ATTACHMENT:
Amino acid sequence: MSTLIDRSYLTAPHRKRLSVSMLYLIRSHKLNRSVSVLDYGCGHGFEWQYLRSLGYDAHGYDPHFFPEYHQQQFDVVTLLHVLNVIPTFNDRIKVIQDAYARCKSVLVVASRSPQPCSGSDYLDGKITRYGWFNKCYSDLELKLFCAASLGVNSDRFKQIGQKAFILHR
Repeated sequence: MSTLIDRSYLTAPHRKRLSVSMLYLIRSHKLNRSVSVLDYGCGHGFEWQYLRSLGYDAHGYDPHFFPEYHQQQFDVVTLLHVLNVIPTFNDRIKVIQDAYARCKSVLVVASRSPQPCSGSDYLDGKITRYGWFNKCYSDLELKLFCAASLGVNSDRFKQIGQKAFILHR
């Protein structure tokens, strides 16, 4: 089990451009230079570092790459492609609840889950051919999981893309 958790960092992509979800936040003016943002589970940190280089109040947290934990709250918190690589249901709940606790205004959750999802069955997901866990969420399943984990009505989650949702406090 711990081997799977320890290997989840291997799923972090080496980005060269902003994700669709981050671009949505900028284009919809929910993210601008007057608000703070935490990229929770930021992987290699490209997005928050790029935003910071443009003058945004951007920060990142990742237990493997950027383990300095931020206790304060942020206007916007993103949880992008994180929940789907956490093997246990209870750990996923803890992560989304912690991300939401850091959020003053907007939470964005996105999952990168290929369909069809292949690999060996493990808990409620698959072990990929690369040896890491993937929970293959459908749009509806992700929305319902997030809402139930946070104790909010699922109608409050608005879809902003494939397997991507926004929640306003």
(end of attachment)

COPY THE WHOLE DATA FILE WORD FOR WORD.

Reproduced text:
Amino acid sequence: MSTLIDRSYLTAPHRKRLSVSMLYLIRSHKLNRSVSVLDYGCGHGFEWQYLRSLGYDAHGYDPHFFPEYHQQQFDVVTLLHVLNVIPTFNDRIKVIQDAYARCKSVLVVASRSPQPCSGSDYLDGKITRYGWFNKCYSDLELKLFCAASLGVNSDRFKQIGQKAFILHR
Repeated sequence: MSTLIDRSYLTAPHRKRLSVSMLYLIRSHKLNRSVSVLDYGCGHGFEWQYLRSLGYDAHGYDPHFFPEYHQQQFDVVTLLHVLNVIPTFNDRIKVIQDAYARCKSVLVVASRSPQPCSGSDYLDGKITRYGWFNKCYSDLELKLFCAASLGVNSDRFKQIGQKAFILHR
């Protein structure tokens, strides 16, 4: 089990451009230079570092790459492609609840889950051919999981893309 958790960092992509979800936040003016943002589970940190280089109040947290934990709250918190690589249901709940606790205004959750999802069955997901866990969420399943984990009505989650949702406090 711990081997799977320890290997989840291997799923972090080496980005060269902003994700669709981050671009949505900028284009919809929910993210601008007057608000703070935490990229929770930021992987290699490209997005928050790029935003910071443009003058945004951007920060990142990742237990493997950027383990300095931020206790304060942020206007916007993103949880992008994180929940789907956490093997246990209870750990996923803890992560989304912690991300939401850091959020003053907007939470964005996105999952990168290929369909069809292949690999060996493990808990409620698959072990990929690369040896890491993937929970293959459908749009509806992700929305319902997030809402139930946070104790909010699922109608409050608005879809902003494939397997991507926004929640306003």